Today my hubby did his first dirty dash with people from work, and while I actually would have loved to do it with him, I didn’t feel like I could foist the boy off on someone for six hours (there was some considerable travel time involved, not to mention the BARELY MOVING shower line). It was his first, though, and so the kiddos and I came to support and cheer him on, which left us with a couple of hours to kill while he was on the course. We went through rather a large quantity of grapes–they tasted SO good in the heat–and while we were eating, I had a truly serendipitous idea.
Even though I knew there wasn’t much of a chance I’d be able to read, what with restless kids in a crowd and all, I did bring two books with me, because hey–it’s who I am. I only have 25 pages left in The Call of the Wild, so I grabbed the shortest (read: lightest and smallest) book to accompany it (it’s dreadful to finish a book and not have another on hand!) and shoved them both in my purse. And while we were sitting and eating grapes, it occurred to me. That short, light, and small book was Fortunately, the Milk, by Neil Gaiman, and didn’t it look like something the kids would enjoy me reading aloud to them? Yes, Neil Gaiman can be incredibly creepy, but everything about this one screamed a reasonable suitability for younger kids, and after all, I could always stop if something popped up that might give my girlies nightmares. And so, settled with two strollers on an out-of-the-way path, and eating grapes like, um, crazy grape-eaters, we delved into it.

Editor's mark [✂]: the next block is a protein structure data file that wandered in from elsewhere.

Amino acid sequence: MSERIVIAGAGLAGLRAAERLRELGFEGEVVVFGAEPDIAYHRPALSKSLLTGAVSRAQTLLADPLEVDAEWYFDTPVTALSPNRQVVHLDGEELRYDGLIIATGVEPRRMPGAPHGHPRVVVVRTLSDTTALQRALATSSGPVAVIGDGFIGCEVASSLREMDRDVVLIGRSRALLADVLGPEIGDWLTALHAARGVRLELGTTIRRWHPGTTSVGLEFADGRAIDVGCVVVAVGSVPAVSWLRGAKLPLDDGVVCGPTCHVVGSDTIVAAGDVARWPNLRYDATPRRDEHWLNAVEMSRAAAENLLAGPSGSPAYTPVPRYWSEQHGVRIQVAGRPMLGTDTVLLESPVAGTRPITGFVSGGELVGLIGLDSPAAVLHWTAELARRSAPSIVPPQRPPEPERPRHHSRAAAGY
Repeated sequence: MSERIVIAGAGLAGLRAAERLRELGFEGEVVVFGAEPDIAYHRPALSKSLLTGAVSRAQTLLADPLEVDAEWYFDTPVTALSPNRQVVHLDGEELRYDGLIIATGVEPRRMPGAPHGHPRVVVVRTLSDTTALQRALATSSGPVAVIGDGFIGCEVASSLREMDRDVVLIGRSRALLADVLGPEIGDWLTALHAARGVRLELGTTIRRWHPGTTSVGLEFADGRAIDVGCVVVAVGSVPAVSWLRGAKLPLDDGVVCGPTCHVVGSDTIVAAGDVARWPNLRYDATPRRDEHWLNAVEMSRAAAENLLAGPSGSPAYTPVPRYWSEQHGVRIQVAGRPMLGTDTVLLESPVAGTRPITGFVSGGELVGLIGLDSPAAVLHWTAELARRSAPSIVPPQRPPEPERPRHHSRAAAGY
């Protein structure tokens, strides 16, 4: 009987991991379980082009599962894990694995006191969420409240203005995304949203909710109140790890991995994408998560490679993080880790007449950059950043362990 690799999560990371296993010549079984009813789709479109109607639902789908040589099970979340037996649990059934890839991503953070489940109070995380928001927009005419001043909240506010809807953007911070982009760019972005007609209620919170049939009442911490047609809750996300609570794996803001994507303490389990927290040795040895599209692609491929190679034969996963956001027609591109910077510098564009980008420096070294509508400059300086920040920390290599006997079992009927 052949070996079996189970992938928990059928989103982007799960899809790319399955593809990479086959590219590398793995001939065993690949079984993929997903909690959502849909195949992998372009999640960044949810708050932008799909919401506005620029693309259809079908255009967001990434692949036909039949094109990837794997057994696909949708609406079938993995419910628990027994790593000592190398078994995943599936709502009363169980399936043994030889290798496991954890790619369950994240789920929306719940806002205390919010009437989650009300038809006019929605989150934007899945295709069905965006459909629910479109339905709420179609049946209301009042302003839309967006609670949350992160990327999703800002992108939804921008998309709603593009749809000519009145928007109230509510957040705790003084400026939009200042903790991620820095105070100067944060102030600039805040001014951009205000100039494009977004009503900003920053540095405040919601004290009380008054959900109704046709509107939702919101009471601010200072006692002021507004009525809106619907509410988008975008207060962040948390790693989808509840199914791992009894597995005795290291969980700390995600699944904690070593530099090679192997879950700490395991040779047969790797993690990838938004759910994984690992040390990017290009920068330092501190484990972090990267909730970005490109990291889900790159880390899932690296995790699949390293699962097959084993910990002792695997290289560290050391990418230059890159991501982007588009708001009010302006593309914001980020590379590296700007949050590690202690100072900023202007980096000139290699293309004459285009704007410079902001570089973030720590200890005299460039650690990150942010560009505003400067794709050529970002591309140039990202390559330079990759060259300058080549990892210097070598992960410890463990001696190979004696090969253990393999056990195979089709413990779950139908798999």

It was fabulous! I loved the tone, loved the plot, and loved the illustrations. The girlies seemed to be enjoying it as well, enough so that I finished reading it to them tonight before bedtime. My oldest (7 1/2) said she LOVED it, and my middle, despite her tendency towards defiance and general contrariness when she’s tired, said she liked it as well. The creepiest part wasn’t too creepy for them (partly because it didn’t last long, and the pronunciation issues of the creatures involved were kind of hilarious to an adult trying to read it out loud), and all of it was fabulously funny. Picture Fred Savage (with a younger sister thrown in) and Peter Falk (as a dad and not a grandpa), only instead of The Princess Bride, he’s telling a story about all kinds of fantastical and science fictional creatures, in a sort of The Day Jimmy’s Boa Constrictor Ate the Wash kind of style. Read it yourself–get it for your elementary age kiddos–enjoy it! This one is definitely worth the money.